Elemental silicon was prepared for the first time by Berzelius, in 1823, who placed silicon tetrafluoride in the presence of warm potassium. However, it was thought that Gay-Lussac and Thenard had already tried to obtain the amorphous silicon by the same method, in 1809. The substance obtained by Berzelius was a purer product as a result of exhausting filtering. Berzelius prepared silicon from the reaction of potassium fluorsilicates with potassium.
In its crystalline form, silicon was first prepared by Deville, in 1854, through the electrolysis of impure sodium-aluminum chloride with about 10% of silicon. At the beginning of the 20th century (1907), Potter studied the interaction of silica with the carbon, which prepared the way to the process of obtaining silicon for commercial purposes during the whole century.
Silicon makes up 25.7% of the
earth's crust by mass and is the second most abundant element. It does not occur free in nature but occurs chiefly as the
oxide and as silicates. The oxide includes sand, quartz, rock crystal,
amethyst, agate, flint and opal. The silicate form includes asbestos,
granite hornblende, feldspar, clay and mica.
Silicon occurs in nature combined with oxygen, in the form of silicon dioxide, and with oxygen and several metals, in the silicate form, but is never found isolated. As a whole, the silicates and the silica represent 60% of the terrestrial crust. The SiO4 is the primary structural unit of all these substances.
The silicon dioxide, commonly called silica, is one of the most important silicon compounds occurring in nature. This compound occurs in three different crystalline forms: quartz, tridymite and cristobalite. These last two can only be found in volcanic rocks and do not have industrial applications. During the test of the first atomic bomb in New Mexico other silicon crystalline form appeared: the keatite. The quartz is very common and it can be found in granite, sand and sandstone. It is a piezoelectric substance used to stabilize amplifier circuits, to measure high electrical potentials or to measure high instantaneous pressures. There are sufficiently big and pure quartz crystals in nature to be used for optical purposes.
There are also several forms of amorphous silica with water, such as the opal or the geyserites. From these, the black opal of Australia stands out, being one of the most valuable precious stones.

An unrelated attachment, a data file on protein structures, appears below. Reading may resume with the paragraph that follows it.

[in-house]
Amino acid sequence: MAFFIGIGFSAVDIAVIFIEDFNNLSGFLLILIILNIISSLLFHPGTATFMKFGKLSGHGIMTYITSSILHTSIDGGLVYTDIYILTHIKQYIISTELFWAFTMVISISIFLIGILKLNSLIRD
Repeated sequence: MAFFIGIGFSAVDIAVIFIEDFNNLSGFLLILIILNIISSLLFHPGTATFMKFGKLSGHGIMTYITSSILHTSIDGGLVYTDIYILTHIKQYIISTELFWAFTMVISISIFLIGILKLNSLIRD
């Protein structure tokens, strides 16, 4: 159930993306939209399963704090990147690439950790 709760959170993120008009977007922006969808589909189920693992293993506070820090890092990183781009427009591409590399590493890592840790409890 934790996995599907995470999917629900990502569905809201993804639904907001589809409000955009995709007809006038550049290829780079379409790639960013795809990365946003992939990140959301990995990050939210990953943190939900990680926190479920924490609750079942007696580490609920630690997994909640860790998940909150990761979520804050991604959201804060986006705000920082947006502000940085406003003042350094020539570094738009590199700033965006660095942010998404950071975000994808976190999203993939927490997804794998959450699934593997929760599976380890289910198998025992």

Silicon is one of the most useful elements to mankind. Sand and clay, which both contain silicon, are used to make concrete and cement. Sand is also the principal ingredient of glass, which has thousands of uses. Silicon is a component of steel, and silicon carbides are important abrasives and also used in lasers. Silicon is present in pottery, in enamels, and in high-temperature materials.
Increasing use for silicon is now being found in micro-electronic devices. The silicon is usually doped with boron, gallium, phosphorus or arsenic for use in transistors, solar cells, rectifiers and other instruments.
Silica occurs in living organisms. It is possible that silicon may have played an important, perhaps even necessary role, in the origin of life on the earth. The pattern of deposition of silica in plants is biologically specific and it is possible to identify plants by microscopic examination of silica particles. In some cases, silica appears to be a factor in the resistance that plants offer to diseases and insects.
Human tissues often contain from 6 to 90 mg of silica per 100 grams of dry tissues. Lung tissue may vary from 10 mg in infancy to as much as 2000 mg per 100 grams in old age. Miners, stonecutters, potters and others engaged in work where siliceous dust is breathed in large amounts often develop a serious lung disease called silicosis.
Amorphous silicon is a brown powder, and crystalline silicon is a gray color with a metallic luster. Silicon is relatively inert.